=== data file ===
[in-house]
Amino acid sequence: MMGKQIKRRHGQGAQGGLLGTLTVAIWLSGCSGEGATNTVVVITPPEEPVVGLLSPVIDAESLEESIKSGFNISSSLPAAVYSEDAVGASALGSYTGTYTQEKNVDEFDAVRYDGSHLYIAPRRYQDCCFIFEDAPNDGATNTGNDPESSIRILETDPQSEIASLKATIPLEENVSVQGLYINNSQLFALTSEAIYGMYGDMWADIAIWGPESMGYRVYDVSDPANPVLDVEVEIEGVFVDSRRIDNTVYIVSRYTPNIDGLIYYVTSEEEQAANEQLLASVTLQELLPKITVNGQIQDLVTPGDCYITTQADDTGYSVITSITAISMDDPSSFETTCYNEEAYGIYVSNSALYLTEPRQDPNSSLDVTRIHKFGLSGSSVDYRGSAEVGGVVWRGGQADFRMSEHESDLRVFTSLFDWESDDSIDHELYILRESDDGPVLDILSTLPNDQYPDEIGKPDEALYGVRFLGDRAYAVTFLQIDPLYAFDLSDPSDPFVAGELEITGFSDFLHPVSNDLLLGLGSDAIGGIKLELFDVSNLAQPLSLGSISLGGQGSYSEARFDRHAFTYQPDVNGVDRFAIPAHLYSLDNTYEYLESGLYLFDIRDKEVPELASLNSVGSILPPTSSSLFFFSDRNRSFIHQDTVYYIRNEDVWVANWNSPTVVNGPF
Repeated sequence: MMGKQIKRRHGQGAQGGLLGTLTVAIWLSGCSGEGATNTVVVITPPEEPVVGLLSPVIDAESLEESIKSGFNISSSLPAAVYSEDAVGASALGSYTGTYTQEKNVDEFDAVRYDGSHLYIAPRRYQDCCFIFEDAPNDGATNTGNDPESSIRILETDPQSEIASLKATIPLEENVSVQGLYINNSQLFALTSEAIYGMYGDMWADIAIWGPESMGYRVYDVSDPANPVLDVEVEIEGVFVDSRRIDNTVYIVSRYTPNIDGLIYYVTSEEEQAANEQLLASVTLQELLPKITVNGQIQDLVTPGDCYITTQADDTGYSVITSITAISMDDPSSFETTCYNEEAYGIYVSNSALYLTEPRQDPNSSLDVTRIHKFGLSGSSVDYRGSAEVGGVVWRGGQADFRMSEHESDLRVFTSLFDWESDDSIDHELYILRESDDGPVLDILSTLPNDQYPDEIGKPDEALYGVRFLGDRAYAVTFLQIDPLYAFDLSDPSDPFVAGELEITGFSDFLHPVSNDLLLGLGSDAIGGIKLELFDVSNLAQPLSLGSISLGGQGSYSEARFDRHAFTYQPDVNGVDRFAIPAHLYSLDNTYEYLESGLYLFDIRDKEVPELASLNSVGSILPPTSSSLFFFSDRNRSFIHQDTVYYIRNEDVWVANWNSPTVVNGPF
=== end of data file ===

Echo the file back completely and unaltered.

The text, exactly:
[in-house]
Amino acid sequence: MMGKQIKRRHGQGAQGGLLGTLTVAIWLSGCSGEGATNTVVVITPPEEPVVGLLSPVIDAESLEESIKSGFNISSSLPAAVYSEDAVGASALGSYTGTYTQEKNVDEFDAVRYDGSHLYIAPRRYQDCCFIFEDAPNDGATNTGNDPESSIRILETDPQSEIASLKATIPLEENVSVQGLYINNSQLFALTSEAIYGMYGDMWADIAIWGPESMGYRVYDVSDPANPVLDVEVEIEGVFVDSRRIDNTVYIVSRYTPNIDGLIYYVTSEEEQAANEQLLASVTLQELLPKITVNGQIQDLVTPGDCYITTQADDTGYSVITSITAISMDDPSSFETTCYNEEAYGIYVSNSALYLTEPRQDPNSSLDVTRIHKFGLSGSSVDYRGSAEVGGVVWRGGQADFRMSEHESDLRVFTSLFDWESDDSIDHELYILRESDDGPVLDILSTLPNDQYPDEIGKPDEALYGVRFLGDRAYAVTFLQIDPLYAFDLSDPSDPFVAGELEITGFSDFLHPVSNDLLLGLGSDAIGGIKLELFDVSNLAQPLSLGSISLGGQGSYSEARFDRHAFTYQPDVNGVDRFAIPAHLYSLDNTYEYLESGLYLFDIRDKEVPELASLNSVGSILPPTSSSLFFFSDRNRSFIHQDTVYYIRNEDVWVANWNSPTVVNGPF
Repeated sequence: MMGKQIKRRHGQGAQGGLLGTLTVAIWLSGCSGEGATNTVVVITPPEEPVVGLLSPVIDAESLEESIKSGFNISSSLPAAVYSEDAVGASALGSYTGTYTQEKNVDEFDAVRYDGSHLYIAPRRYQDCCFIFEDAPNDGATNTGNDPESSIRILETDPQSEIASLKATIPLEENVSVQGLYINNSQLFALTSEAIYGMYGDMWADIAIWGPESMGYRVYDVSDPANPVLDVEVEIEGVFVDSRRIDNTVYIVSRYTPNIDGLIYYVTSEEEQAANEQLLASVTLQELLPKITVNGQIQDLVTPGDCYITTQADDTGYSVITSITAISMDDPSSFETTCYNEEAYGIYVSNSALYLTEPRQDPNSSLDVTRIHKFGLSGSSVDYRGSAEVGGVVWRGGQADFRMSEHESDLRVFTSLFDWESDDSIDHELYILRESDDGPVLDILSTLPNDQYPDEIGKPDEALYGVRFLGDRAYAVTFLQIDPLYAFDLSDPSDPFVAGELEITGFSDFLHPVSNDLLLGLGSDAIGGIKLELFDVSNLAQPLSLGSISLGGQGSYSEARFDRHAFTYQPDVNGVDRFAIPAHLYSLDNTYEYLESGLYLFDIRDKEVPELASLNSVGSILPPTSSSLFFFSDRNRSFIHQDTVYYIRNEDVWVANWNSPTVVNGPF